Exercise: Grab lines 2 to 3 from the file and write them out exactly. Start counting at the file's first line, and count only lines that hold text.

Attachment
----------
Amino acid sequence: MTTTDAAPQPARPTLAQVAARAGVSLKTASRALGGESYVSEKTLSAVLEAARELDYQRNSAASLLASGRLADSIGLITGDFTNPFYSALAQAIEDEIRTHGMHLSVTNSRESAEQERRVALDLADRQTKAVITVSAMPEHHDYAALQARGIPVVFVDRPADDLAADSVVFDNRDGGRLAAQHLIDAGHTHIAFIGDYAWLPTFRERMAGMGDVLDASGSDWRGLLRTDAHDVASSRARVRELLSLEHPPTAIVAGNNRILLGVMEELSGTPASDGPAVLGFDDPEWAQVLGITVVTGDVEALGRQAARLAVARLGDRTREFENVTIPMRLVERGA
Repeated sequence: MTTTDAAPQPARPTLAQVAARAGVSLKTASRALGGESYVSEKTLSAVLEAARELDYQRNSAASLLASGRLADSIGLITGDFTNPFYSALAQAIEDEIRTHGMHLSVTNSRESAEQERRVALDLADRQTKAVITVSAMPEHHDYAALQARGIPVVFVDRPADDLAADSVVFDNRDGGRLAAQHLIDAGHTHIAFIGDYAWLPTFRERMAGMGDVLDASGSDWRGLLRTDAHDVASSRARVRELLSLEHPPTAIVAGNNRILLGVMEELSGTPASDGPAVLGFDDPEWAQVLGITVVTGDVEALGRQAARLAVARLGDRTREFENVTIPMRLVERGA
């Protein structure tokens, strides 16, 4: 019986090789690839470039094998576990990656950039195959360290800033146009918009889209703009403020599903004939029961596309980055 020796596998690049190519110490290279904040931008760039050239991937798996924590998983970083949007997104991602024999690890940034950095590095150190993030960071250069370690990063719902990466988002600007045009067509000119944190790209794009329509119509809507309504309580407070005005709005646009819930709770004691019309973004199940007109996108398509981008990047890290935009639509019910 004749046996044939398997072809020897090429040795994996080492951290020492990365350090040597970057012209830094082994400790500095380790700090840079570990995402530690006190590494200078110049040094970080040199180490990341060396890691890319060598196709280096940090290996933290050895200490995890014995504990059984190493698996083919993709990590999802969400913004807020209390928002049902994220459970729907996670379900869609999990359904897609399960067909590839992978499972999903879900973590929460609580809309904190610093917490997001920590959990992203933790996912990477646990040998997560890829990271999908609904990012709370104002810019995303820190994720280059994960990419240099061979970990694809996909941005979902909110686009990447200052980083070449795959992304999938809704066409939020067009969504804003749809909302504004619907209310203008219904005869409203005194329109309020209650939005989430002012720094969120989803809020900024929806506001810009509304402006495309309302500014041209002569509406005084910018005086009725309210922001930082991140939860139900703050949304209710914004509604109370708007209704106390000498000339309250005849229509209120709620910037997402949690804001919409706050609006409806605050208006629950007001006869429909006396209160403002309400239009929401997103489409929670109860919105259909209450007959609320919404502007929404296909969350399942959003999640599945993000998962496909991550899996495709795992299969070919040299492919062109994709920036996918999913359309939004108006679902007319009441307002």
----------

Repeated sequence: MTTTDAAPQPARPTLAQVAARAGVSLKTASRALGGESYVSEKTLSAVLEAARELDYQRNSAASLLASGRLADSIGLITGDFTNPFYSALAQAIEDEIRTHGMHLSVTNSRESAEQERRVALDLADRQTKAVITVSAMPEHHDYAALQARGIPVVFVDRPADDLAADSVVFDNRDGGRLAAQHLIDAGHTHIAFIGDYAWLPTFRERMAGMGDVLDASGSDWRGLLRTDAHDVASSRARVRELLSLEHPPTAIVAGNNRILLGVMEELSGTPASDGPAVLGFDDPEWAQVLGITVVTGDVEALGRQAARLAVARLGDRTREFENVTIPMRLVERGA
């Protein structure tokens, strides 16, 4: 019986090789690839470039094998576990990656950039195959360290800033146009918009889209703009403020599903004939029961596309980055 020796596998690049190519110490290279904040931008760039050239991937798996924590998983970083949007997104991602024999690890940034950095590095150190993030960071250069370690990063719902990466988002600007045009067509000119944190790209794009329509119509809507309504309580407070005005709005646009819930709770004691019309973004199940007109996108398509981008990047890290935009639509019910 004749046996044939398997072809020897090429040795994996080492951290020492990365350090040597970057012209830094082994400790500095380790700090840079570990995402530690006190590494200078110049040094970080040199180490990341060396890691890319060598196709280096940090290996933290050895200490995890014995504990059984190493698996083919993709990590999802969400913004807020209390928002049902994220459970729907996670379900869609999990359904897609399960067909590839992978499972999903879900973590929460609580809309904190610093917490997001920590959990992203933790996912990477646990040998997560890829990271999908609904990012709370104002810019995303820190994720280059994960990419240099061979970990694809996909941005979902909110686009990447200052980083070449795959992304999938809704066409939020067009969504804003749809909302504004619907209310203008219904005869409203005194329109309020209650939005989430002012720094969120989803809020900024929806506001810009509304402006495309309302500014041209002569509406005084910018005086009725309210922001930082991140939860139900703050949304209710914004509604109370708007209704106390000498000339309250005849229509209120709620910037997402949690804001919409706050609006409806605050208006629950007001006869429909006396209160403002309400239009929401997103489409929670109860919105259909209450007959609320919404502007929404296909969350399942959003999640599945993000998962496909991550899996495709795992299969070919040299492919062109994709920036996918999913359309939004108006679902007319009441307002």